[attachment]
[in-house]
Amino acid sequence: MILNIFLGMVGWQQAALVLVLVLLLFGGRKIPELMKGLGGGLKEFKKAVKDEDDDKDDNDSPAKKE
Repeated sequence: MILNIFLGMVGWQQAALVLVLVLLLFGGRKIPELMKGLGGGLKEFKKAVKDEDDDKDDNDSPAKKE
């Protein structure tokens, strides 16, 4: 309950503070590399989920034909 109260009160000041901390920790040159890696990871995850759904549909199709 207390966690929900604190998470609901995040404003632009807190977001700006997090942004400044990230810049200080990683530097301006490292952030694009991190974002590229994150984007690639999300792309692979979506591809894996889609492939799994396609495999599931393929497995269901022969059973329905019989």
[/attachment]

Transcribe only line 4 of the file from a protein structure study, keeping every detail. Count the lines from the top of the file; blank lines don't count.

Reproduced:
């Protein structure tokens, strides 16, 4: 309950503070590399989920034909 109260009160000041901390920790040159890696990871995850759904549909199709 207390966690929900604190998470609901995040404003632009807190977001700006997090942004400044990230810049200080990683530097301006490292952030694009991190974002590229994150984007690639999300792309692979979506591809894996889609492939799994396609495999599931393929497995269901022969059973329905019989």